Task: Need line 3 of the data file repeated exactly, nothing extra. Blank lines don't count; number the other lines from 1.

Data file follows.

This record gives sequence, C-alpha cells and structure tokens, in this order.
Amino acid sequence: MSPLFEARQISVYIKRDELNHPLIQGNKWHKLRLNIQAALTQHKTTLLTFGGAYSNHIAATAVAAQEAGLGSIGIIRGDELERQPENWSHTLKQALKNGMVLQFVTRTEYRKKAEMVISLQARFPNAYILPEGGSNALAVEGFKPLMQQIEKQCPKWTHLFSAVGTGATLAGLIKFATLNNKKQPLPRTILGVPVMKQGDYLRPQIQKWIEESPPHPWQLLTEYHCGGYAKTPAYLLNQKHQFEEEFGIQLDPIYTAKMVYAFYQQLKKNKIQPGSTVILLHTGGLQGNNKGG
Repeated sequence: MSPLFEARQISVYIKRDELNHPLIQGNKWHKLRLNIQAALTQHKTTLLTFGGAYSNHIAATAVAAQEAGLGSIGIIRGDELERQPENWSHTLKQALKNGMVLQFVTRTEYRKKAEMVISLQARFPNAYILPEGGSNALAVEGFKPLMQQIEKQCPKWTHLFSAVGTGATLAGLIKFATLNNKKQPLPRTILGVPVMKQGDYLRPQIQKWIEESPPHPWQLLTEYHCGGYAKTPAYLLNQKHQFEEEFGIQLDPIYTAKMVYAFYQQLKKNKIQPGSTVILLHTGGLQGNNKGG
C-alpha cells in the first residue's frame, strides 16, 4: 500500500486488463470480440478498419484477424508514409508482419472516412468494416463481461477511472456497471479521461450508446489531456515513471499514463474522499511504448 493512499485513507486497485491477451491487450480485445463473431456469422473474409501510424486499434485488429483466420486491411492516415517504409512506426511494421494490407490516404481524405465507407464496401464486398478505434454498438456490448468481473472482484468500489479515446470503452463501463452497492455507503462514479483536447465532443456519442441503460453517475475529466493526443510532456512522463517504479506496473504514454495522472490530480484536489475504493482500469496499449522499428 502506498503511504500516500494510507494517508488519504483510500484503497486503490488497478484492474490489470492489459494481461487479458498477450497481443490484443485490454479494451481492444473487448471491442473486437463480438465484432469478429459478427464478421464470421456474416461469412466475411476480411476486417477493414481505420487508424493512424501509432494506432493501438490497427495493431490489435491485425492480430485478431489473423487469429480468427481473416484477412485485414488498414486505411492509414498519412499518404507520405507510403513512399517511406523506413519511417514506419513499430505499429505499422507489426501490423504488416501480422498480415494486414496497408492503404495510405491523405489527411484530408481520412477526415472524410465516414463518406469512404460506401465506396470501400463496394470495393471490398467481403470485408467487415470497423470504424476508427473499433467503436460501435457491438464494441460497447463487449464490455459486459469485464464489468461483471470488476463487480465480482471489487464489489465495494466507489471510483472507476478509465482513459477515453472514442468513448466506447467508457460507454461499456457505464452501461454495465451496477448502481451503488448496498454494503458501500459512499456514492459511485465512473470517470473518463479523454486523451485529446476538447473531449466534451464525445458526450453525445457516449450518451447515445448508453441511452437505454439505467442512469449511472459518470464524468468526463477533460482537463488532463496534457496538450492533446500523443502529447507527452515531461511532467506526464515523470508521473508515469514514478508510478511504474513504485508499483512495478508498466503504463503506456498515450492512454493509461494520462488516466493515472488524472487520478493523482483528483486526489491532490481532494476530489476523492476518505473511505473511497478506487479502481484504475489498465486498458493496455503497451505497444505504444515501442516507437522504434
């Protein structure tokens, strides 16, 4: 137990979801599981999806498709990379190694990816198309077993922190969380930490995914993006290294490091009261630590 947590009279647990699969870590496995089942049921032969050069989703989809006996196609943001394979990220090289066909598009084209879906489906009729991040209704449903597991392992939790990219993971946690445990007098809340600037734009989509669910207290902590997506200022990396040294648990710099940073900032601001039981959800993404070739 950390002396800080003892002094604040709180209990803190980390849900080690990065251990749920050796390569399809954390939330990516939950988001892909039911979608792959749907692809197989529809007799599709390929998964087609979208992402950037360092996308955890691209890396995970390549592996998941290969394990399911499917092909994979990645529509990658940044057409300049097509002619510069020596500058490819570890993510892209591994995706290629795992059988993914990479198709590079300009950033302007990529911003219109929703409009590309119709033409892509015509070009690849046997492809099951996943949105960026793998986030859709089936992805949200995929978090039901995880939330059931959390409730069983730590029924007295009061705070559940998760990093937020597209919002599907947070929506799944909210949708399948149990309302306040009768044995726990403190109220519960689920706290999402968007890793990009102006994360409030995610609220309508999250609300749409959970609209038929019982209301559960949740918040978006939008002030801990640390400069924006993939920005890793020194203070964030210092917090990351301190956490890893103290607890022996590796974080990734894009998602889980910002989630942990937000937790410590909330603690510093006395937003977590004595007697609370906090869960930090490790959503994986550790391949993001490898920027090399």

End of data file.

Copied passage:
Repeated sequence: MSPLFEARQISVYIKRDELNHPLIQGNKWHKLRLNIQAALTQHKTTLLTFGGAYSNHIAATAVAAQEAGLGSIGIIRGDELERQPENWSHTLKQALKNGMVLQFVTRTEYRKKAEMVISLQARFPNAYILPEGGSNALAVEGFKPLMQQIEKQCPKWTHLFSAVGTGATLAGLIKFATLNNKKQPLPRTILGVPVMKQGDYLRPQIQKWIEESPPHPWQLLTEYHCGGYAKTPAYLLNQKHQFEEEFGIQLDPIYTAKMVYAFYQQLKKNKIQPGSTVILLHTGGLQGNNKGG